WHAT WE KNOW: RESTAURANT & BAR REOPENING UPDATE
For our restaurant and bar owners, reopening is a welcomed and exciting event, but business will look different than it did pre-COVID.
We’re staying on top of it all, and are committed to being a resource for you as your restaurant and/or bar begins to reopen.
So your eyes don’t cross, we’ve combed through the order and have condensed the information into digestible bullet points. Please refer to the Ohio Department of Health’s website for the down and dirty details.
Here’s our summary of Governor DeWine’s Responsible RestartOhio plan specific to the reopening of restaurants and bars:
“Don’t Stand So…Don’t Stand So….Don’t Stand So Close to Me!”
- You know the rule –employees and guests need to stand six feet apart, including when they are standing in line. Make it obvious— use signage, tape or other visual measurements
- Use barriers between booths and tables if possible
- Limit reservations to 10 people
- Customers must be seated when eating or drinking
- Congregate areas are now open! Bring on the bowling, dancing and billiards!
- Tell your customers you don’t want it—stay home if they are sick!
- Flashback to Kindergarten—label your doors for entrance and exits
- Display a COVID-19 floor plan—like a treasure map of the layout of your establishment (entrances and exits, seating and kitchen areas, flow of customers through the facility, locations of hand washing/sanitizer stations, etc.)
Cover that Mug
- Encourage all visitors to use facial coverings—with some exceptions (see order)
- Masks are a must for employees—unless they fall into the same exceptions above
- Train employees on proper use, disposal and maintenance of face coverings and gloves
Clean, Clean and Clean Again
- Employees should wash their hands with soap and water for 20 seconds (or sing the alphabet song!) at least every two hours or as frequently as possible
- Cover coughs and sneezes into a sleeve or elbow, not into hands. And no shaking hands either!
- Make hand sanitizer available for employees and customers
- High-touch surfaces, tables, chairs, menus, etc. must be cleaned every two hours or more frequently. Provide disposable wipes for commonly used surfaces
- Rid the clutter—remove tabletop items such as condiments, straws, table tents, etc. and use disposable menus if possible
- Tell your employees to stay home if symptomatic, and monitor their symptoms daily before returning to work
- Encourage sick employees to stay home until they are free of fever for at least 72 hours AND symptoms have improved for at least 72 hours AND at least seven days have passed since symptom onset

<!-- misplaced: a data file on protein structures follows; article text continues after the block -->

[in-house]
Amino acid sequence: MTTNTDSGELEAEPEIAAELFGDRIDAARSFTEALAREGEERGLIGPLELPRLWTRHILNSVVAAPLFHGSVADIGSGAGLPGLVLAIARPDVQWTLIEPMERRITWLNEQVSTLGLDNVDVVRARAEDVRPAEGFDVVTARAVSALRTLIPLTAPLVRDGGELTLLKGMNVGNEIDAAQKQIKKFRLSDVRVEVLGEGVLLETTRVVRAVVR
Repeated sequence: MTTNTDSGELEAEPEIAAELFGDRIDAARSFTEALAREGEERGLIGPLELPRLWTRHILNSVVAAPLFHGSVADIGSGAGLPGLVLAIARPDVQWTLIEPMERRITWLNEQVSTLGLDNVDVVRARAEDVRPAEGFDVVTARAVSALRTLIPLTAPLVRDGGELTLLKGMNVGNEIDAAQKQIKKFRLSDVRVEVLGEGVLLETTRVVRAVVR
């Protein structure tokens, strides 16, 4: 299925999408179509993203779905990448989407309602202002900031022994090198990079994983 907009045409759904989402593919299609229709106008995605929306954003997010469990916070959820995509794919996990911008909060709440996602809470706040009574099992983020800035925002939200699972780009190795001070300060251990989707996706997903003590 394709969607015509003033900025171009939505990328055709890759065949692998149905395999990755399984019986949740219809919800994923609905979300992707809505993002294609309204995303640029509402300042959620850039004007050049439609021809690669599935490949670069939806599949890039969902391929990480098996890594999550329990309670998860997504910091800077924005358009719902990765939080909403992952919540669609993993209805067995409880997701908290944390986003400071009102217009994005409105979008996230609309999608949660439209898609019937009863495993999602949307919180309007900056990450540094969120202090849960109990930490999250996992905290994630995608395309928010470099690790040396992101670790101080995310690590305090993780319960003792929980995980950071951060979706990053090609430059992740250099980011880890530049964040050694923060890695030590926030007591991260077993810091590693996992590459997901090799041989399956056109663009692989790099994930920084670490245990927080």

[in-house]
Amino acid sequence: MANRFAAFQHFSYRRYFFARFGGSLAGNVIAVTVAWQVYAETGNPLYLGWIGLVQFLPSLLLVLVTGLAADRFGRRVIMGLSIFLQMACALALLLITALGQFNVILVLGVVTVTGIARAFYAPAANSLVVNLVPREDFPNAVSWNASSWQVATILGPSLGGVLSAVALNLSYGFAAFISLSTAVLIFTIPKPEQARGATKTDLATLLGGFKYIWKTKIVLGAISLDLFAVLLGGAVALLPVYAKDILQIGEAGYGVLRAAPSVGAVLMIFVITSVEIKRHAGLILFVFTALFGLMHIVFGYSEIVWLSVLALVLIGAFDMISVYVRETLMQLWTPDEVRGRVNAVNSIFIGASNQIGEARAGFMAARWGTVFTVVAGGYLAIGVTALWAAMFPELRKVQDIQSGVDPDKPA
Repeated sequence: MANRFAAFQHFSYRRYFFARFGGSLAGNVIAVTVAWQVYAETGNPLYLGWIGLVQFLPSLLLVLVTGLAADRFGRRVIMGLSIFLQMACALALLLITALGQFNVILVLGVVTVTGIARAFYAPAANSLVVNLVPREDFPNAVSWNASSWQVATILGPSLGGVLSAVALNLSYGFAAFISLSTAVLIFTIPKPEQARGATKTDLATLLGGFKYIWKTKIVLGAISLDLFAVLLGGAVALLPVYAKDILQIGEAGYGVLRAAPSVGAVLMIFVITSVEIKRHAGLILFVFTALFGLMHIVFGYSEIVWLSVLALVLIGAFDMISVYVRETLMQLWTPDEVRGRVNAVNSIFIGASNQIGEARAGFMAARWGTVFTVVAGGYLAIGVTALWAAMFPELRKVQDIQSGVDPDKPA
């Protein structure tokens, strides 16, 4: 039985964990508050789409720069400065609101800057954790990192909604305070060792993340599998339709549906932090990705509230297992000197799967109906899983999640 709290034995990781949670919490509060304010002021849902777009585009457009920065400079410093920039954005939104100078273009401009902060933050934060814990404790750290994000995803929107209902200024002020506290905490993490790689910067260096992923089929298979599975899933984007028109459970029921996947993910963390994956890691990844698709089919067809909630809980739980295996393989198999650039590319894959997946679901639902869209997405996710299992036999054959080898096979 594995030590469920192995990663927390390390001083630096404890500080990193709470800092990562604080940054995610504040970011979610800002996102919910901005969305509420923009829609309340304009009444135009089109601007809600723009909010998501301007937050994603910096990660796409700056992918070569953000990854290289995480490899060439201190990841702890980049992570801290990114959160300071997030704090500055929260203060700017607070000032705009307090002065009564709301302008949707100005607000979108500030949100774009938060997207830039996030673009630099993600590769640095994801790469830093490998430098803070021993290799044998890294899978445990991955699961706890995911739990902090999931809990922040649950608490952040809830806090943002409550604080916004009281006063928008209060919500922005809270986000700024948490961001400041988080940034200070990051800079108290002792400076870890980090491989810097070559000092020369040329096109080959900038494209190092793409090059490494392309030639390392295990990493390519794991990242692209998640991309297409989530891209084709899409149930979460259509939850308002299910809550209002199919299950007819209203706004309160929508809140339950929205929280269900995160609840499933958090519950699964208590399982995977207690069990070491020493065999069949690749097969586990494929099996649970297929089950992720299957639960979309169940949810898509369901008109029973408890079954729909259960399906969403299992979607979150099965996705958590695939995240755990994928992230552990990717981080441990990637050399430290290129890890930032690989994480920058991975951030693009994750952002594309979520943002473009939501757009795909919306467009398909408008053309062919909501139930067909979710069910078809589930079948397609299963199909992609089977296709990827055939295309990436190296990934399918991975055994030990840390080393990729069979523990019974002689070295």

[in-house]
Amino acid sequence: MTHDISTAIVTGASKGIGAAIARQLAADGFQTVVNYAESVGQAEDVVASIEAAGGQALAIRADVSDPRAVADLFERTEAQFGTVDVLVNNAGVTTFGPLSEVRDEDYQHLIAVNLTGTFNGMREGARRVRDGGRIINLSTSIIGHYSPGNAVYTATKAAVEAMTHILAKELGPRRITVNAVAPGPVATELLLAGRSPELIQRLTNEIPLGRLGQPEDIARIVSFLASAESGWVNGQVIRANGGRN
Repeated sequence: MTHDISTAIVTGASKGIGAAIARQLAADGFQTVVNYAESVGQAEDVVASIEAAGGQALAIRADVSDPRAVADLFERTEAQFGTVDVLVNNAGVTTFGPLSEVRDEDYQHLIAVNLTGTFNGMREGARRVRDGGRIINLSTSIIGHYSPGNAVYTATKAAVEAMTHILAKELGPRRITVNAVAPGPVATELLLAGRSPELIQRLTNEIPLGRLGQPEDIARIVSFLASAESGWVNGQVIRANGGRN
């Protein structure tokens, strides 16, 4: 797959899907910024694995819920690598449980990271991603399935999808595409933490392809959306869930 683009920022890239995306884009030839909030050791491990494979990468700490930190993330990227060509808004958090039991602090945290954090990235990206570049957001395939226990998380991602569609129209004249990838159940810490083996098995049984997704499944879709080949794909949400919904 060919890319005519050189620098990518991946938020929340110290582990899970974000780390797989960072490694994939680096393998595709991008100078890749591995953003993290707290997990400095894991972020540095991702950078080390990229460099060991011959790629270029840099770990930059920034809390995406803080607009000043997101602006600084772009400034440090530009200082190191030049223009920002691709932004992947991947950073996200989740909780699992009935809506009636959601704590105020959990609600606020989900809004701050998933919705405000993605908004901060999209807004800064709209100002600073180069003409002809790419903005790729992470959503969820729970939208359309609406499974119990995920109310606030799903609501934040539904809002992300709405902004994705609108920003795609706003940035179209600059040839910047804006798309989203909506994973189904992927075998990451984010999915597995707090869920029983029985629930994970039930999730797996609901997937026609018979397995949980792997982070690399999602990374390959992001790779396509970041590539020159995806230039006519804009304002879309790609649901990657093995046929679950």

- Show grace—update your sick leave policies to be more flexible and don’t require healthcare provider’s documentation to validate absences
- Encourage employees to do self-assessments daily for COVID-19 symptoms
- Conduct employee interviews and onboarding activities virtually if possible
- Limit employees allowed in the break room according to the amended order (currently 10 employees)
Lay Down the Law
- The order requirements may be enforced by State and local law enforcement
- Violation of the requirements is a misdemeanor of the second degree, which can include a fine of up to $750, not more than 90 days in jail, or both
If You Get a Positive
- Immediately isolate and seek medical care for anyone who develops symptoms while at work
- Contact the local health district and shut down the area for deep sanitation if possible
- Work with the local health department for contact tracing/notifications
- If available, test all suspected infections or exposures
To help you move through the COVID-19 pandemic and make long term plans in our new normal, Gerber is hosting a free webinar specifically for business owners in the restaurant industry on July 1 from 9-10:30 a.m.
“Success Beyond The Great Pause” is an event you won’t want to miss! With the guidance and advice from five knowledgeable panelists—Randy Gerber of Gerber, LLC; J.R. Kern, principal of Capitol Equities; Vince Stasiulewicz, chief executive of Hylant; Jeff Tubaugh, partner at BDO; and Alicia Zambelli, partner at Isaac Wiles— you’ll walk away knowing how and why you should engage your community, mind your margins, and thrive despite “The Great Pause.”